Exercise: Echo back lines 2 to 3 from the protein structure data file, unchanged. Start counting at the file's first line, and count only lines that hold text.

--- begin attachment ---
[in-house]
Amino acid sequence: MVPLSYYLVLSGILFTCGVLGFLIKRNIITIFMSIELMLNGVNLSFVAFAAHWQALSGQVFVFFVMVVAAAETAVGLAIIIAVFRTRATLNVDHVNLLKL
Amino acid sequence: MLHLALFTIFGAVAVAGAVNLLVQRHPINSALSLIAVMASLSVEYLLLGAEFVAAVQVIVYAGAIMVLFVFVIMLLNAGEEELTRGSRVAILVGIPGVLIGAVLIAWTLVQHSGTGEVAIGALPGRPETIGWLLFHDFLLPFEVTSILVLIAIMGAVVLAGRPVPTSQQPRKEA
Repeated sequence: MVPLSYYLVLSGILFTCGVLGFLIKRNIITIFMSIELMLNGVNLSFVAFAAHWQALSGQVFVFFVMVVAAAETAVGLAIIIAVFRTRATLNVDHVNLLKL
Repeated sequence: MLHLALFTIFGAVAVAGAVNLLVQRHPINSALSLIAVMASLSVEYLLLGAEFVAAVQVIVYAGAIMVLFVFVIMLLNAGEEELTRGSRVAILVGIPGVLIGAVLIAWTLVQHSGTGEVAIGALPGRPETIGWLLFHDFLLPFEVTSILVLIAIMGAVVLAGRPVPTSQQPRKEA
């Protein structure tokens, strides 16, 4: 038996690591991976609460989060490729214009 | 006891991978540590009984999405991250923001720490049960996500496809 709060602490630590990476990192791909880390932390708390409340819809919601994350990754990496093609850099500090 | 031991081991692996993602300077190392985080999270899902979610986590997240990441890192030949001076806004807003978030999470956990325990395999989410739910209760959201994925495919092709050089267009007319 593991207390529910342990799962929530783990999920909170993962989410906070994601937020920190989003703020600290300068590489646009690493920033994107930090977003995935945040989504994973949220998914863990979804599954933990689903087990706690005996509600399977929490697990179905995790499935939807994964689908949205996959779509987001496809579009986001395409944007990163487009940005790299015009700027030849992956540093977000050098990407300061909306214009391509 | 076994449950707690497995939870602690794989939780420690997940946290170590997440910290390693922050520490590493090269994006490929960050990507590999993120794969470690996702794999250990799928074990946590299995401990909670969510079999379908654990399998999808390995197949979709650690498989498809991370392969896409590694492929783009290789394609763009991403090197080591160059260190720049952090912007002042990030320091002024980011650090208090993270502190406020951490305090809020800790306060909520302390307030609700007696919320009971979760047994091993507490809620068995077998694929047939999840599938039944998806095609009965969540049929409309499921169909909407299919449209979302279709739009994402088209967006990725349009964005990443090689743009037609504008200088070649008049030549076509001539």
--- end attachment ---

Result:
Amino acid sequence: MVPLSYYLVLSGILFTCGVLGFLIKRNIITIFMSIELMLNGVNLSFVAFAAHWQALSGQVFVFFVMVVAAAETAVGLAIIIAVFRTRATLNVDHVNLLKL
Amino acid sequence: MLHLALFTIFGAVAVAGAVNLLVQRHPINSALSLIAVMASLSVEYLLLGAEFVAAVQVIVYAGAIMVLFVFVIMLLNAGEEELTRGSRVAILVGIPGVLIGAVLIAWTLVQHSGTGEVAIGALPGRPETIGWLLFHDFLLPFEVTSILVLIAIMGAVVLAGRPVPTSQQPRKEA